Although software is often the most tangible piece of the BI puzzle, when it's time to discuss data delivery, we have to retain perspective. Remember that executives and line workers will have different interactions with the same data.
A Vision of Your Company on Souped up Analytics
The most successful software vendors are not salespeople; instead, they are crafters of visions.
What could you do with the data? Formatted the way you wanted it. With interactive charts and graphs. And animated integrations with mapping software. And accessibility via phone, tablet or on a plane.
By sticking to the extensive and impressive features list, sales representatives avoid addressing technologist issues like data wrangling and clean up. Nor do vendors get into specifics about what metrics your company should analyze (consider the data realities side note).
Data interactions take different shapes depending on your daily workflow. While some users will gravitate toward the robust desktop applications, others will prefer simple stripped-back notifications integrated into the point of sale system, kitchen displays, or mobile devices. If you don't have a requirements document, shopping for software can be like walking doe-eyed into a car dealership looking for a family van and leaving with a tricked out two-seater. Maintain perspective.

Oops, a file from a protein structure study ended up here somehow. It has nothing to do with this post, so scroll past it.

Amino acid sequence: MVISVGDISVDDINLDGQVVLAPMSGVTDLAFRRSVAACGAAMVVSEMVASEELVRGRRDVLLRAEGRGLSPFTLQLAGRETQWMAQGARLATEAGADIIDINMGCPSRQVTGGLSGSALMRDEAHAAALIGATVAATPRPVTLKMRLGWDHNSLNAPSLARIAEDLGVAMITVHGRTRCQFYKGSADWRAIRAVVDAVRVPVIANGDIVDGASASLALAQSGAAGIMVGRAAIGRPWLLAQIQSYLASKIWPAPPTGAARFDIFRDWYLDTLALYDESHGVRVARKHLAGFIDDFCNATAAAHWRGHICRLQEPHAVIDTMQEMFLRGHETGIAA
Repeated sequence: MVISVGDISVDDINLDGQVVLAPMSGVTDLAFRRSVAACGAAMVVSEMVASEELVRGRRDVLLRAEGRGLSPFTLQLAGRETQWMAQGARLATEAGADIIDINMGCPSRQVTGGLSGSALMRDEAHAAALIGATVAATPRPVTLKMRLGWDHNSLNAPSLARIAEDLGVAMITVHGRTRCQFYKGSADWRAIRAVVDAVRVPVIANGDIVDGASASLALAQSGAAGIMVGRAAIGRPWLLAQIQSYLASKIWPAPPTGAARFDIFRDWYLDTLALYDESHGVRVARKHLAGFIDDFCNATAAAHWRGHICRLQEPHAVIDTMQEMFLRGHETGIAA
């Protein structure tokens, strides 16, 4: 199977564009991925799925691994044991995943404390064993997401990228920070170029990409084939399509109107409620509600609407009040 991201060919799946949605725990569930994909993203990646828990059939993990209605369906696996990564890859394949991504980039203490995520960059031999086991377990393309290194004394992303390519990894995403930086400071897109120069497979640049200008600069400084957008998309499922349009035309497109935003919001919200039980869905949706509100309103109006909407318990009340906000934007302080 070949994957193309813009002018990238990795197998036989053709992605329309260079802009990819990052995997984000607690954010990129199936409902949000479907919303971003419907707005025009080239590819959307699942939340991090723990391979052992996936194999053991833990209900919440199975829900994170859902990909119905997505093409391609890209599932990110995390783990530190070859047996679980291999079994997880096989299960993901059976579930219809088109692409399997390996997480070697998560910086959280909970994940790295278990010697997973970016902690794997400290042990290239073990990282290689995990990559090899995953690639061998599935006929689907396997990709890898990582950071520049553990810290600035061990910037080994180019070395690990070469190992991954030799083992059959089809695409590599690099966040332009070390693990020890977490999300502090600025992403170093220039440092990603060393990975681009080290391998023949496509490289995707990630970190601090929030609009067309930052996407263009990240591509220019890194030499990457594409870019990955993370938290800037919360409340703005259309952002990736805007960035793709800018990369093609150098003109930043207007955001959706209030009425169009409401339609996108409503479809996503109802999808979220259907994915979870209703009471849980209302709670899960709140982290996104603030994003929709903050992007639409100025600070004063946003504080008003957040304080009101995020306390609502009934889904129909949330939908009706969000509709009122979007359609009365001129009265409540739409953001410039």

This framework enables executives, strategists, and technologists in assessing how business intelligence can be applied to the organization to support strategic initiatives.
This article was co-written by Jae Wilson, a lead business intelligence consultant at Onyx Reporting, and Joel Conarton from executive and management consulting firm Catalystis.